Approximately 38% of the 1,100 employed are Inuit from the Kivalliq Region. Agnico-Eagle has implemented extensive internal training programs to help Inuit advance in the workforce by learning new skills. Last year, almost 48% or $57 million of Meadowbank mining expenditures went to Nunavut based suppliers. And royalties will be flowing to the Inuit through their umbrella organization, the Nunavut Iunngavik Inc.

Agnico-Eagle's Meadowbank Mine near Baker Lake, Nunavut

A February 2011 study on the north by the Conference Board of Canada reported that the gross domestic product of Nunavut increase almost 12 per cent, largely due to the economic impact of the Meadowbank mine.

During the past twelve years, the social influence of the Northwest Territories three diamond mines have included $600 million in aboriginal business revenues, increased First Nations secondary school enrolment – from 36 to 56 percent – and a 50 percent reduction of Aboriginal recipients on social assistance.

During the development/construction phase at Vale’s Voisey’s Bay, Newfoundland nickel mine, in excess of $500 million was spent with aboriginal contractors. About 54% of the workforce at Voisey’s Bay is from surrounding First Nations communities and almost 80% of the mine’s annual operating expenditures are with aboriginal businesses.

Since an agreement was signed in 1995 between Xstrata Nickel and local Inuit communities in northern Quebec for the Raglan nickel mines, about $100 million in profit sharing payments have been to paid to an Inuit trust fund for economic and community development.

In addition, Xstrata Nickel has established the Tamatumani project that aims to increase the number of Inuit employees. This initiative assists workers in acquiring the needed technical skills to progress within the company. There are many more success stories between Aboriginal communities and the mining industry.

Even the junior exploration sector – which does not have the financial clout of the majors, as they have no cash flow and all their funding comes from the capital markets – are contributing jobs, opportunities and social projects for Aboriginal communities.

Noront Resources the junior with the largest land holdings in the Ring of Fire region has sponsored mining camps for Aboriginal youth in Thunder Bay and Webequie and Marten Falls, the two closest communities to their mineral deposits. CEO Wes Hanson is encouraging the youth to stay in school and get the skills needed to staff the company’s proposed Eagle’s Nest mine. In addition, the company has established a web-based portal site called Mikawaa.com. This popular social networking site has attracted local, national and global attention among all stakeholders to communicate and create a sustainable economy in the Ring of Fire.

Two other exploration juniors, Probe Mines and Rencore Resources have recently signed a Memorandum of Understanding and an Exploration Agreement, respectively, with adjacent First Nation communities that include employment, training and business opportunities, as well as share offerings and ongoing communications about their activities.

In a recent magazine interview, Hans Matthews, President of the Canadian Aboriginal Minerals Association said, “Wahnapitae First Nation is surrounded by mining companies so our community currently has about six or seven agreements now with mining companies. Through our arrangement with mining companies, we are fortunate that our unemployment rate is close to zero and our revenues from mining are quite significant so we don’t have to go cap in hand to government.” It should be noted that Wahnapitae First Nation is adjacent to the City of Greater Sudbury and does not have the isolation, poverty and social issues of many Aboriginal communities in the Far North.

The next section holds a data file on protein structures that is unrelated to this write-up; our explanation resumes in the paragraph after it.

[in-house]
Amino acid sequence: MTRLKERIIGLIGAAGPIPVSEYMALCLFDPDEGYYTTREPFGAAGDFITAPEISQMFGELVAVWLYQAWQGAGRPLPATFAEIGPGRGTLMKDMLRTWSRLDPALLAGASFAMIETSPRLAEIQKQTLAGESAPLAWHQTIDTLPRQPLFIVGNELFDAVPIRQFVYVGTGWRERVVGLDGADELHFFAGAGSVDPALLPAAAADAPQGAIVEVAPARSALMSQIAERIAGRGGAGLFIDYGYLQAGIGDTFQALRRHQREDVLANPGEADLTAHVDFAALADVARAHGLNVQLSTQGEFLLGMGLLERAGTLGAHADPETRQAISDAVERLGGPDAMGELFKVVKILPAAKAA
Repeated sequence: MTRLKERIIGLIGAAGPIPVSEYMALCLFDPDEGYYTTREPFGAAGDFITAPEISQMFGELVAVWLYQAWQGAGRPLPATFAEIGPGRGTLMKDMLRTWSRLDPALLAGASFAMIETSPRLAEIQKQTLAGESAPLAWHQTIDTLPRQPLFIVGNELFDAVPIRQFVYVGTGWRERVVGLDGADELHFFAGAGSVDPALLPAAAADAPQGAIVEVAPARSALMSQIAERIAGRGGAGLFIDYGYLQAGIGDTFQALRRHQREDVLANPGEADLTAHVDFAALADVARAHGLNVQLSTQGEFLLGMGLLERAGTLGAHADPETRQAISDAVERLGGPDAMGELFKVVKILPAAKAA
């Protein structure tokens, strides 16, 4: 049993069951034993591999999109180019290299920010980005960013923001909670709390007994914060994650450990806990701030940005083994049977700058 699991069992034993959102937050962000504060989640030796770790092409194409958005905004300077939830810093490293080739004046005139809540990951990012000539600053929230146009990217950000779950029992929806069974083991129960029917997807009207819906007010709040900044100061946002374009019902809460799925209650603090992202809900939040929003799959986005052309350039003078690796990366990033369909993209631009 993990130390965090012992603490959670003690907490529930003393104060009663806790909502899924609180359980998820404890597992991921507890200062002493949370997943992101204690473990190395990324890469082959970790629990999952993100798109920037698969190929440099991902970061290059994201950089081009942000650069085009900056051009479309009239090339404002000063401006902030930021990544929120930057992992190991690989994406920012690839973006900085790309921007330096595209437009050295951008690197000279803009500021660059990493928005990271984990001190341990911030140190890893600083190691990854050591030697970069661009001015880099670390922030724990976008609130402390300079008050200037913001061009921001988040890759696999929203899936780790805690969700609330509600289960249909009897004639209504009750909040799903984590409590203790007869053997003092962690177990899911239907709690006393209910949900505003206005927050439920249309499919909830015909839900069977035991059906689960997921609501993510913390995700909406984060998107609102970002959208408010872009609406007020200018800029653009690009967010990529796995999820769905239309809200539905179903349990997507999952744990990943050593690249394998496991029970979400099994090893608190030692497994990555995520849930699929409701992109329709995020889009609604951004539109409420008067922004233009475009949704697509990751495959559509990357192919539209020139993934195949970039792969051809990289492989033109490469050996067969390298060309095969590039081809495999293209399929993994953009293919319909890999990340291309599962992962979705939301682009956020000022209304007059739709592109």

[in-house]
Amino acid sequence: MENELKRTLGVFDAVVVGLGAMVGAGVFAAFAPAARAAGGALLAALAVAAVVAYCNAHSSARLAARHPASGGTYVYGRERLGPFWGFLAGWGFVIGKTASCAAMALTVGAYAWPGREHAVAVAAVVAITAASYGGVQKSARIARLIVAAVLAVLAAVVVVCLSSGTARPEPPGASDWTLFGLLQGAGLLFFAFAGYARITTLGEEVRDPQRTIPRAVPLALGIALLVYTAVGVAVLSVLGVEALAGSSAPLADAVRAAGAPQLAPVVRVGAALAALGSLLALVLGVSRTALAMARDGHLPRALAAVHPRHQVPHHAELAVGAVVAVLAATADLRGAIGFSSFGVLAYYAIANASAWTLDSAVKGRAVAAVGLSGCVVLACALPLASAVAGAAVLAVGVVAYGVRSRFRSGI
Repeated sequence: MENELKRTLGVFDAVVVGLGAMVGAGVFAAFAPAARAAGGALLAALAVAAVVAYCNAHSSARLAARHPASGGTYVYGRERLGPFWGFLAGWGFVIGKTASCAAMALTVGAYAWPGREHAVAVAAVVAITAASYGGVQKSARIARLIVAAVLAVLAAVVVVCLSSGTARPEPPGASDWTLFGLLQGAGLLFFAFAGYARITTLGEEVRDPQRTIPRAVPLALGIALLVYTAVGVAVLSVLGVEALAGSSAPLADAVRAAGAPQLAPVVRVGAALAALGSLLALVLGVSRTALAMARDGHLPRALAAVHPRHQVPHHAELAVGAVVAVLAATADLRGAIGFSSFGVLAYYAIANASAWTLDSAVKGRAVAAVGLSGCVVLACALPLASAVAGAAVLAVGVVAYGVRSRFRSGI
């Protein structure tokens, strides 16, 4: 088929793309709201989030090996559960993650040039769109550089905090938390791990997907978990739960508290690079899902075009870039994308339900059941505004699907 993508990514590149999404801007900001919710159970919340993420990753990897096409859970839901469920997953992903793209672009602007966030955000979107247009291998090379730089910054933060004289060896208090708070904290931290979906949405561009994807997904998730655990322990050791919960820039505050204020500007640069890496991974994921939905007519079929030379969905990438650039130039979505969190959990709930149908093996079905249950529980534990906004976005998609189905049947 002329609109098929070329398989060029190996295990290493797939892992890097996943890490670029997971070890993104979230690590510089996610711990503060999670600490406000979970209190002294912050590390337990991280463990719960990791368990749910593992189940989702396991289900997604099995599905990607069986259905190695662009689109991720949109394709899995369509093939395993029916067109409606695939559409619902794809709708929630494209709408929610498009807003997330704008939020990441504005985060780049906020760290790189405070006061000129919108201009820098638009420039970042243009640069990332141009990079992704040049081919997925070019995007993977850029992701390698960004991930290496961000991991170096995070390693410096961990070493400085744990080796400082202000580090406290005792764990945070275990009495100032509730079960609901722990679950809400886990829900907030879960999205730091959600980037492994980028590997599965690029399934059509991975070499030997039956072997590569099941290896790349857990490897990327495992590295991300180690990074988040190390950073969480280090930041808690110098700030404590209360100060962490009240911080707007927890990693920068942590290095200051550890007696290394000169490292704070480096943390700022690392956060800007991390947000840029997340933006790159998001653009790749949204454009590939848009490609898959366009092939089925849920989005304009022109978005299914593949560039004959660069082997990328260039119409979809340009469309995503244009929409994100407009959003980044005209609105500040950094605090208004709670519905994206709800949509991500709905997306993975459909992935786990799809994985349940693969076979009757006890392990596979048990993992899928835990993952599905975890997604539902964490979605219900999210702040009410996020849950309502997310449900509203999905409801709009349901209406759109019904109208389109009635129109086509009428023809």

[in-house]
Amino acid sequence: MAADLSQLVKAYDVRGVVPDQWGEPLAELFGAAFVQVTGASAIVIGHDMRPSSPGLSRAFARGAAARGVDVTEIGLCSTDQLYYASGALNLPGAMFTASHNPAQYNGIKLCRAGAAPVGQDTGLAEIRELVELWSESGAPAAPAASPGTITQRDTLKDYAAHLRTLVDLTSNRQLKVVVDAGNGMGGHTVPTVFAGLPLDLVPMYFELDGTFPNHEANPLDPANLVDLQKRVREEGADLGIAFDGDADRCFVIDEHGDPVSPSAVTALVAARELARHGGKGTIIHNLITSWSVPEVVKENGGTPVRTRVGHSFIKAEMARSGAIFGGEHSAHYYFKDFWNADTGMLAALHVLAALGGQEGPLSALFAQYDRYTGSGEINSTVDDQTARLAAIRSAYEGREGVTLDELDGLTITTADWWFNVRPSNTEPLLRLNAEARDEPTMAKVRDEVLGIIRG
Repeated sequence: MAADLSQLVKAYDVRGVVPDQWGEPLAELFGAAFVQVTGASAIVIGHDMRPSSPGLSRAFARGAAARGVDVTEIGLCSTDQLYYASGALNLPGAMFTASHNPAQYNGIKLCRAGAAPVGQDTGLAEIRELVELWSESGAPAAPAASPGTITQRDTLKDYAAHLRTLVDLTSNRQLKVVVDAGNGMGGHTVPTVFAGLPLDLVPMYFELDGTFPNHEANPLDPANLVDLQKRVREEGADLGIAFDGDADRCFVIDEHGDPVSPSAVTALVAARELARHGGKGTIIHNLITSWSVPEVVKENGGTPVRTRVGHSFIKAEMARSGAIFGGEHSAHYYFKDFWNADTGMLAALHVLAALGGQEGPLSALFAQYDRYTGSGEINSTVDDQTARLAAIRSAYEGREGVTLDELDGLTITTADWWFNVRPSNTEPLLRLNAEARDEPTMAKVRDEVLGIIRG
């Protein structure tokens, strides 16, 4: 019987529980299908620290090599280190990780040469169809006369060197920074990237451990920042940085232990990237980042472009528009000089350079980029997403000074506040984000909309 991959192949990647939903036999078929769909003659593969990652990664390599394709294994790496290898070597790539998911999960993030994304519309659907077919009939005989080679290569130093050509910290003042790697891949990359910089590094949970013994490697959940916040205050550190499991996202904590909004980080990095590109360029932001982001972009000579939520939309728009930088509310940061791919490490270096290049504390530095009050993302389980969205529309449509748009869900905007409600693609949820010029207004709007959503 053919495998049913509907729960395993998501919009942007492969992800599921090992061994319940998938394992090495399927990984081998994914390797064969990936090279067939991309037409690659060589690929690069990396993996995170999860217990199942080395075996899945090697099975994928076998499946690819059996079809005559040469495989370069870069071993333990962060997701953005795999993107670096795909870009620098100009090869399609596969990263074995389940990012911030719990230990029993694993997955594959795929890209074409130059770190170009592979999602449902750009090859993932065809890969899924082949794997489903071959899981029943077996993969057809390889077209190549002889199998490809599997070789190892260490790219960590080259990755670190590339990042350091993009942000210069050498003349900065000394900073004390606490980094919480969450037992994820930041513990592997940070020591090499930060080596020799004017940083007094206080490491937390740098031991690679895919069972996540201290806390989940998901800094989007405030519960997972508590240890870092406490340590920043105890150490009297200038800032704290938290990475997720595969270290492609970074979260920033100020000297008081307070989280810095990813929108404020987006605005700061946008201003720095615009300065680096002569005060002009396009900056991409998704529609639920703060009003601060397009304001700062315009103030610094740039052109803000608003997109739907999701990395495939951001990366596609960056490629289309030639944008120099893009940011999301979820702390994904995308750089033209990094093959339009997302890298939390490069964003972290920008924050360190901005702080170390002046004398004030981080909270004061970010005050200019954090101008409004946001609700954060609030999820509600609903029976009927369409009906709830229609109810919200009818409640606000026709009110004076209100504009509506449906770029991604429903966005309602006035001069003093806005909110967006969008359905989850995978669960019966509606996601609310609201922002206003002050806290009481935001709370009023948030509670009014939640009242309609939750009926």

Agnico-Eagle's Meadowbank Mine near Baker Lake, Nunavut

Polar Bear Provincial Park, which was established in 1970, is on the western shore of Hudson Bay and is the largest Ontario provincial park at 23,552 square kilometres. The park had about 100 tourists in 2009 and 65 visitors the following year. The nearby impoverished First Nation community sees very little tourism or economic benefits from this massive park. The remote tourism industry is very small, wage rates are not high and its economic impact will not significantly reduce Aboriginal poverty. Salaries at Agnico-Eagle’s Meadowbank gold mine can range from $70,000 to $100,000 per year. The amount of people on social assistance has plummeted in the surrounding Inuit communities.

It’s rather ironic that the supposedly “conservative mining industry” is bending over backwards to consult and make various agreements that ensure Aboriginal communities get maximum benefits in the form of jobs, businesses and royalties from the sustainable mineral development of their traditional territories and adhering to the UN Declaration on the Rights of Indigenous Peoples commitment to “prior and informed consent.”

Conversely, the Liberal-left McGuinty government and their complicent environmental allies force unwanted parks on First Nations communities with a condescending colonial ideology of the “White Man knows best,” attitude that was practiced by most governments in this country well into the last century.

Nishnawbe Aski Nation (NAN) Grand Chief Stan Beardy – who represents 49 northern Ontario First Nations – has repeatedly stated that the Far North Act will stop his impoverished membership “from achieving economic independence by preventing development needed to build a viable economic base for NAN communities, while strengthening the Ontario economy.”

If southern Ontario’s political and media elites as well as the general public are truly concerned about the impoverished living conditions, high teenage suicide rates, and hopelessness in the North’s Aboriginal communities than the Far North Act must be significantly changed to allow mineral exploration and sustainable mine development to flourish. This is the only way to both alleviate native poverty and give hope to the growing numbers of Aboriginal youth.